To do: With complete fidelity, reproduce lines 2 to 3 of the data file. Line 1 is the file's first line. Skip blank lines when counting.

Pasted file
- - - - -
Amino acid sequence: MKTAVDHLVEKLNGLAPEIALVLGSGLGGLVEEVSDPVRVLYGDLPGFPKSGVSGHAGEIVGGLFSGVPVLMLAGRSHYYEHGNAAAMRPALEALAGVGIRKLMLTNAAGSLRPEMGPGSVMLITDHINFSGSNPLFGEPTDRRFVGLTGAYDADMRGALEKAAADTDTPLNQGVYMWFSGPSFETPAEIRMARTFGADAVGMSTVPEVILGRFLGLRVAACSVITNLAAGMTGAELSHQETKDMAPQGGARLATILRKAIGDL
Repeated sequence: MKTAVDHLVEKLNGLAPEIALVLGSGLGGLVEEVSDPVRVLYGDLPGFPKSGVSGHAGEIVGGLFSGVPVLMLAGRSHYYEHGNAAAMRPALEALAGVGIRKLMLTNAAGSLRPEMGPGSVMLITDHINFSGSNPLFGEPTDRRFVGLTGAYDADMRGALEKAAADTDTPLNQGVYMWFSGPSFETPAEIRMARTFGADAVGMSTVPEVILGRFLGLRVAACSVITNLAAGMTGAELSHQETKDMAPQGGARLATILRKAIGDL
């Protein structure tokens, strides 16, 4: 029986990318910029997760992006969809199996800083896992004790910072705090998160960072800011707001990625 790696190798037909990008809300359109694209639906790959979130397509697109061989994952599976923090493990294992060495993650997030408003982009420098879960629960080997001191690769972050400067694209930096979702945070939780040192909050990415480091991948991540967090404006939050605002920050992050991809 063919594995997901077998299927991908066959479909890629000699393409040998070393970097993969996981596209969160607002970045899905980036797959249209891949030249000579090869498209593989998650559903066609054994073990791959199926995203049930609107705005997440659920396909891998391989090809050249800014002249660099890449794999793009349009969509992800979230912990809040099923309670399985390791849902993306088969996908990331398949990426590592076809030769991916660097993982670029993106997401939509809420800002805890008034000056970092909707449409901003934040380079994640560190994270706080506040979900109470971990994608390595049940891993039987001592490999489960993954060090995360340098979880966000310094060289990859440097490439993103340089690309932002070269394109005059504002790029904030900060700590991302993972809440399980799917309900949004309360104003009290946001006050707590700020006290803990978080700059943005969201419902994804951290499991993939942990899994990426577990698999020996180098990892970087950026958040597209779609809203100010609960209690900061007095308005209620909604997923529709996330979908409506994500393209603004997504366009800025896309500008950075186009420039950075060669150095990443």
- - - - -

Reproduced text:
Repeated sequence: MKTAVDHLVEKLNGLAPEIALVLGSGLGGLVEEVSDPVRVLYGDLPGFPKSGVSGHAGEIVGGLFSGVPVLMLAGRSHYYEHGNAAAMRPALEALAGVGIRKLMLTNAAGSLRPEMGPGSVMLITDHINFSGSNPLFGEPTDRRFVGLTGAYDADMRGALEKAAADTDTPLNQGVYMWFSGPSFETPAEIRMARTFGADAVGMSTVPEVILGRFLGLRVAACSVITNLAAGMTGAELSHQETKDMAPQGGARLATILRKAIGDL
């Protein structure tokens, strides 16, 4: 029986990318910029997760992006969809199996800083896992004790910072705090998160960072800011707001990625 790696190798037909990008809300359109694209639906790959979130397509697109061989994952599976923090493990294992060495993650997030408003982009420098879960629960080997001191690769972050400067694209930096979702945070939780040192909050990415480091991948991540967090404006939050605002920050992050991809 063919594995997901077998299927991908066959479909890629000699393409040998070393970097993969996981596209969160607002970045899905980036797959249209891949030249000579090869498209593989998650559903066609054994073990791959199926995203049930609107705005997440659920396909891998391989090809050249800014002249660099890449794999793009349009969509992800979230912990809040099923309670399985390791849902993306088969996908990331398949990426590592076809030769991916660097993982670029993106997401939509809420800002805890008034000056970092909707449409901003934040380079994640560190994270706080506040979900109470971990994608390595049940891993039987001592490999489960993954060090995360340098979880966000310094060289990859440097490439993103340089690309932002070269394109005059504002790029904030900060700590991302993972809440399980799917309900949004309360104003009290946001006050707590700020006290803990978080700059943005969201419902994804951290499991993939942990899994990426577990698999020996180098990892970087950026958040597209779609809203100010609960209690900061007095308005209620909604997923529709996330979908409506994500393209603004997504366009800025896309500008950075186009420039950075060669150095990443």